Visit Diarrhea Planet at

Wednesday, October 5, 2016

Tedeschi Trucks Band at the Beacon Theatre

Derek Trucks was playing guitar in the Allman Brothers Band in 1999 when he met the opening act, guitarist/vocalist Susan Tedeschi; they married in 2001 and had two children. Although Tedeschi led the Susan Tedeschi Band since 1993 and Trucks had led the Derek Trucks Band since 1996, they combined their bands and music in 2007 to form Derek Trucks & Susan Tedeschi's Soul Stew Revival. This led in 2010 to the formation of the Tedeschi Trucks Band in Jacksonville, Florida. The Tedeschi Trucks Band's debut album in 2011 won a Grammy Award for Best Blues Album; the band's third and most recent studio album, Let Me Get By, was released on  January 29, 2016.

The 12-person Tedeschi Trucks Band returned to the Beacon Theatre for its annual residency, with promises of guest artists and unique set lists over the six-night run. On the fourth night, reviewed here, guitarists Jr. Mack, Luther Dickinson and Jorma Kaukonen joined the Tedeschi Trucks Band onstage, but these were not the most riveting moments. The stars of the performance were Tedeschi's powerful vocals and Trucks' guitar picking, which complemented each another wondrously. The set explored traditional blues infused with southern soul and other American roots music. On this night, 10 of the 16 songs were cover songs, including the Box Tops' "The Letter," the Grateful Dead's "Sugaree," and the Beatles' "I've Got a Feeling." No matter the song, the band took ownership by injecting passionate vocals and fiery guitar to make the performance unique. The band's rendition of the Allman Brothers Band's "In Memory of Elizabeth Reed" was perhaps closest to its origin, but remained a house burner. At the end of the evening, the only thing better was knowing that a return on another night would produce yet another stellar blues jam.

Visit the Tedeschi Trucks Band at

Tuesday, October 4, 2016

Tyler Glenn at the Mercury Lounge

In 2004, Tyler Glenn's father suggested he play music the son of one of Glenn's father's friends. In 2005, the two musicians moved from California to Provo, Utah, where in 2007they founded a pop rock quartet, Neon Trees. The band succeeded with three hit albums. In 2014, Glenn came out as gay to Rolling Stone, discussing his experience as a closet gay within the Mormon religion. On April 28, 2016, Glenn released his debut single as a solo artist, the electro pop single "Trash." The video shows Glenn drinking alcohol from a bottle and spitting on an altered image of Joseph Smith (founder of the Mormons). Glenn's debut solo album, Excommunication, will be released on October 21, 2016.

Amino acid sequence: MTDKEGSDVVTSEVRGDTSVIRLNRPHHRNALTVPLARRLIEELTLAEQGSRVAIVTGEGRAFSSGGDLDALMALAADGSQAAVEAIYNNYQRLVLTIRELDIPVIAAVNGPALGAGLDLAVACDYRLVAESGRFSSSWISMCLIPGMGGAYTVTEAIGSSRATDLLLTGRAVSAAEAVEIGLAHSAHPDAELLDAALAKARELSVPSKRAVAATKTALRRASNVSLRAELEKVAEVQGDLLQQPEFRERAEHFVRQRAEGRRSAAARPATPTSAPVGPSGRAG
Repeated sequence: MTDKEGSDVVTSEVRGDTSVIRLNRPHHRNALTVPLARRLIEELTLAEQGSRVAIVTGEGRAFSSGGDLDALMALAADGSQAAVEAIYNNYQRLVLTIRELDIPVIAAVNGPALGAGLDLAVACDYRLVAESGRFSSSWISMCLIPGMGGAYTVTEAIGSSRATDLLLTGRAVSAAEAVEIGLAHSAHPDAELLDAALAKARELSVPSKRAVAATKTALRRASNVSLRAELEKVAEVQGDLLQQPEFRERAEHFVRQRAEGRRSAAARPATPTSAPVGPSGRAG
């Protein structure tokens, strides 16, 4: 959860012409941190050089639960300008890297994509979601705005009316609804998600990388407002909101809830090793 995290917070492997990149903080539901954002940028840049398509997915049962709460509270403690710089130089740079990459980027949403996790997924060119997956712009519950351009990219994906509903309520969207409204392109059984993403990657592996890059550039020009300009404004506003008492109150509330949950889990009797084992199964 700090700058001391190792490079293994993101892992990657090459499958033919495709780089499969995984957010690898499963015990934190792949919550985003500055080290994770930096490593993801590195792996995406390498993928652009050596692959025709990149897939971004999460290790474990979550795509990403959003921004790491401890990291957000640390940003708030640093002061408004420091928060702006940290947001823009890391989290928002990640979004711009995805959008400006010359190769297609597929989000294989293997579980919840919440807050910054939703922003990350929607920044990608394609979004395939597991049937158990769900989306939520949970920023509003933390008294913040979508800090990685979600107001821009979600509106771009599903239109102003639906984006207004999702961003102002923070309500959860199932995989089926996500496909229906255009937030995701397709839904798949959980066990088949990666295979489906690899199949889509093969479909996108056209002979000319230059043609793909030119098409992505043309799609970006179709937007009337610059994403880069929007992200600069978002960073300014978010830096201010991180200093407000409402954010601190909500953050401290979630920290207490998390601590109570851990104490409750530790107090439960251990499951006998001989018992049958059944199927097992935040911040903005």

At the Mercury Lounge tonight, Glenn was dark-haired and bearded, unlike his platinum-blond and clean-shaven persona in Neon Trees. His demeanor was unlike the bubbly singer of the pop band. He was very serious and spoke of his seven years with Neon Trees as a past event, suggesting he may no longer be a member in that band. He also stated that he recently discovered his religion was false, and that his motive for this album was not sales but instead a resource of comfort for LGBTQ youth. Onstage alone, pacing before a tall, illuminated X and singing to prerecorded tracks, Glenn showcased a scant 35 minutes of new material, with no further reference to Neon Trees. The performance initially was deep in electro-dance grooves, but when he emphasized his lyrics, they seemed to circle around a period where he experienced a crisis of faith, the emptiness of doubt and the darkness of a one-man rebellion. The lyrics, born in pain, were the most provocative and personal he has ever written, even as they clearly denounced everything he ever believed in for 32 years. Although these songs may be his road to healing, the lyrics invited listeners to enter into a deep wound, and the performance at times felt more unnerving than soothing. May Glenn triumph over this turbulent chapter in his life.

Visit Tyler Glenn at